This week, Microsoft officials announced the “retirement” of its Outlook on the Web mobile apps for iPhone, iPad and Android.
Outlook on the Web — the latest Microsoft name for what it originally called (and calls in the March 7 blog post) “Outlook Web Apps” — are being replaced by the native Outlook apps for iOS and Android devices.
Here’s the phase-out timetable from Microsoft:
- April 2018: The OWA for iPhone, iPad and Android apps will no longer be available for download from Apple’s iTunes store and the Google Play store.
- April 2018: OWA mobile app users will see a recurring in-app message notifying them of the date when the app will be retired, with a link to download Outlook for iOS or Android.
- May 15, 2018: The OWA mobile apps will stop working. Office 365 users who attempt to open them will be greeted with a message directing them to download Outlook for iOS or Android.
Not everyone’s happy about the transition, as is clear from the comments on the Microsoft blog post. One reason: Even though Microsoft officials say they believe the native Outlook mobile apps are now good enough, there are still a number of features that are in the Outlook on the Web versions that are not supported in the native versions.
A chart comparing the functionality of Outlook on the Web mobile, Outlook for iOS and Android and Outlook 2016 backs these users’ cases. (Thanks to RedmondMag.com for the link to this chart.)
Outlook on the Web lets users maintain favorite folder lists, rename folders, view/send mail from shared mailboxes and more, while the new native Outlook apps for iOS and Android don’t. Microsoft officials say some of the “key” missing features (such as shared mailbox mail) will be added before the end of calendar 2018.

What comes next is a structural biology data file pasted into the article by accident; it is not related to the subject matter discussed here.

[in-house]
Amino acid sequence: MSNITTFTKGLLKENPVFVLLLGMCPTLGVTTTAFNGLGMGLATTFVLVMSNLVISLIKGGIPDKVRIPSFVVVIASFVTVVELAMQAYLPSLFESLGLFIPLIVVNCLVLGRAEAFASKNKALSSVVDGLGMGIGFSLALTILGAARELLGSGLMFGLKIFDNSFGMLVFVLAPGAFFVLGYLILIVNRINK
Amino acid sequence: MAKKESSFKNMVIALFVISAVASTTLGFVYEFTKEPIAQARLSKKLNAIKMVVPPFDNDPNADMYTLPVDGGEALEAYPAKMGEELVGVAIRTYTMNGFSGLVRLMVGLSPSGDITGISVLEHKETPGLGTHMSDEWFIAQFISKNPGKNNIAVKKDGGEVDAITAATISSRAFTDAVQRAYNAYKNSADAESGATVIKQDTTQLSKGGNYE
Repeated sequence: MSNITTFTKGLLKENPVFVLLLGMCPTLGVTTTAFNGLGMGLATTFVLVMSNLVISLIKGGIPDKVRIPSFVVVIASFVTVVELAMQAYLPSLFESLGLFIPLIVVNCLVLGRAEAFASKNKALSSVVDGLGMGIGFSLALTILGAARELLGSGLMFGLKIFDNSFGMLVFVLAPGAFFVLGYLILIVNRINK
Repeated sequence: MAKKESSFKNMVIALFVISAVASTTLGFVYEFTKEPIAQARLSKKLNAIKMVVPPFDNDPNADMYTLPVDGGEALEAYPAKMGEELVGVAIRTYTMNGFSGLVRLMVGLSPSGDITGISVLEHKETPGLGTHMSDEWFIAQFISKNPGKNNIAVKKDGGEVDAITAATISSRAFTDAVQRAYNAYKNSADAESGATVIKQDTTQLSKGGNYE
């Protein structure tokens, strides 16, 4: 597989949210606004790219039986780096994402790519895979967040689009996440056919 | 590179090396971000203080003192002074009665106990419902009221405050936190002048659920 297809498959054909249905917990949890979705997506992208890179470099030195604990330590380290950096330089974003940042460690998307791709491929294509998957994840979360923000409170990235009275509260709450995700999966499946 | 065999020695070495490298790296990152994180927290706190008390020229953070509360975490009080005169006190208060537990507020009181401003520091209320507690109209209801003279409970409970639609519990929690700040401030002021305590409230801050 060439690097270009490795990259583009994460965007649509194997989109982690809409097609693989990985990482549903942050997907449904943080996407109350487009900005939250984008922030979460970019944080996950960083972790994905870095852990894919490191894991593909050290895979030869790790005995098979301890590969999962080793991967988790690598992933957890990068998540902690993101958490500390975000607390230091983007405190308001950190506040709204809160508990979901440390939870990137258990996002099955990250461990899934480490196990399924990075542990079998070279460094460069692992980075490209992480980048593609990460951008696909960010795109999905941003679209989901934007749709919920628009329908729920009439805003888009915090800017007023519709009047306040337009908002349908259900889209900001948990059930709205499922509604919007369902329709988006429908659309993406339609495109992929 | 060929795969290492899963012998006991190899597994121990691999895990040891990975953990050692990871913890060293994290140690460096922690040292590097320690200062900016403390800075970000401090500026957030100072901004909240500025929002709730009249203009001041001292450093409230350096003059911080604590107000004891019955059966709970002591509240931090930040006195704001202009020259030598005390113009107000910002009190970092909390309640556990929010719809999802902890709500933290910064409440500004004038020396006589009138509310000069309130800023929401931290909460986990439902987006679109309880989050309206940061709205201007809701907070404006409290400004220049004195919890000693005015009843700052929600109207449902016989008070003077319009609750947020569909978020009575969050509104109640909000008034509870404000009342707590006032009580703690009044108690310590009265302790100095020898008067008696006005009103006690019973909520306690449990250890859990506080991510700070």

If you’re wondering, like I was, whether Microsoft’s next move is to drop support for some of its other web apps (Word Web app, Excel Web app, etc.), the answer is no, according to a spokesperson. The spokesperson says this move is unique to Outlook.
The full statement I got from the spokesperson:
“In recent years, we’ve invested heavily in delivering an award winning user experience and bolstering security in Outlook for iOS and Android, and have reached the point where the core value surpasses that of the OWA mobile apps. Key features have been built into the native Outlook mobile app. Remaining capabilities, such as Shared Mailboxes, will be built into Outlook by the end of the year but in the meantime, users can still access all OWA features from the browser on their mobile device.”
So that’s an important point for those not ready to cut the Outlook for the Web/OWA cord: Browser-based access to Outlook for the Web still works and will continue to work for the time-being.